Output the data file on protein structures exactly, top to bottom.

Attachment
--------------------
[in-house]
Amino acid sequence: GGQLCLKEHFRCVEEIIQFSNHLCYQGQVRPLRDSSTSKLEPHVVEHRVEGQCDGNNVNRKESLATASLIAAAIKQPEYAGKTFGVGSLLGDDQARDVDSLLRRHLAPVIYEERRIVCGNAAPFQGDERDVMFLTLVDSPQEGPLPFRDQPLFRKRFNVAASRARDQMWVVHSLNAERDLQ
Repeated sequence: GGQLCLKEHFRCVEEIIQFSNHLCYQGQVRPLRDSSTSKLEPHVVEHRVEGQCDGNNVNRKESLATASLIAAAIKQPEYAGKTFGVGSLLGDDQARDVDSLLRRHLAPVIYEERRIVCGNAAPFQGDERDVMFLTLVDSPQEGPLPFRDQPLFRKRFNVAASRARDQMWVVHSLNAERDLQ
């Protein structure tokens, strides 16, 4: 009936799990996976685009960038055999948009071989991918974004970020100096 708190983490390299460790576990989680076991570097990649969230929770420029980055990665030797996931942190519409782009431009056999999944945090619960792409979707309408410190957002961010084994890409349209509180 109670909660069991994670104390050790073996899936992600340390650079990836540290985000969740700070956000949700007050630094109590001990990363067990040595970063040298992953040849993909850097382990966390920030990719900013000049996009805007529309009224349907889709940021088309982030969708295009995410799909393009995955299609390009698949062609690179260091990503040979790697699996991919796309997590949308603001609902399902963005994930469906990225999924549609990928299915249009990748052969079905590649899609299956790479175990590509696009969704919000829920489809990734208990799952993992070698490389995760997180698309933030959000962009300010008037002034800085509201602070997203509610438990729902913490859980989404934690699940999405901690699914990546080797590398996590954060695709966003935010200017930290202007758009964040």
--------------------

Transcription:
[in-house]
Amino acid sequence: GGQLCLKEHFRCVEEIIQFSNHLCYQGQVRPLRDSSTSKLEPHVVEHRVEGQCDGNNVNRKESLATASLIAAAIKQPEYAGKTFGVGSLLGDDQARDVDSLLRRHLAPVIYEERRIVCGNAAPFQGDERDVMFLTLVDSPQEGPLPFRDQPLFRKRFNVAASRARDQMWVVHSLNAERDLQ
Repeated sequence: GGQLCLKEHFRCVEEIIQFSNHLCYQGQVRPLRDSSTSKLEPHVVEHRVEGQCDGNNVNRKESLATASLIAAAIKQPEYAGKTFGVGSLLGDDQARDVDSLLRRHLAPVIYEERRIVCGNAAPFQGDERDVMFLTLVDSPQEGPLPFRDQPLFRKRFNVAASRARDQMWVVHSLNAERDLQ
């Protein structure tokens, strides 16, 4: 009936799990996976685009960038055999948009071989991918974004970020100096 708190983490390299460790576990989680076991570097990649969230929770420029980055990665030797996931942190519409782009431009056999999944945090619960792409979707309408410190957002961010084994890409349209509180 109670909660069991994670104390050790073996899936992600340390650079990836540290985000969740700070956000949700007050630094109590001990990363067990040595970063040298992953040849993909850097382990966390920030990719900013000049996009805007529309009224349907889709940021088309982030969708295009995410799909393009995955299609390009698949062609690179260091990503040979790697699996991919796309997590949308603001609902399902963005994930469906990225999924549609990928299915249009990748052969079905590649899609299956790479175990590509696009969704919000829920489809990734208990799952993992070698490389995760997180698309933030959000962009300010008037002034800085509201602070997203509610438990729902913490859980989404934690699940999405901690699914990546080797590398996590954060695709966003935010200017930290202007758009964040």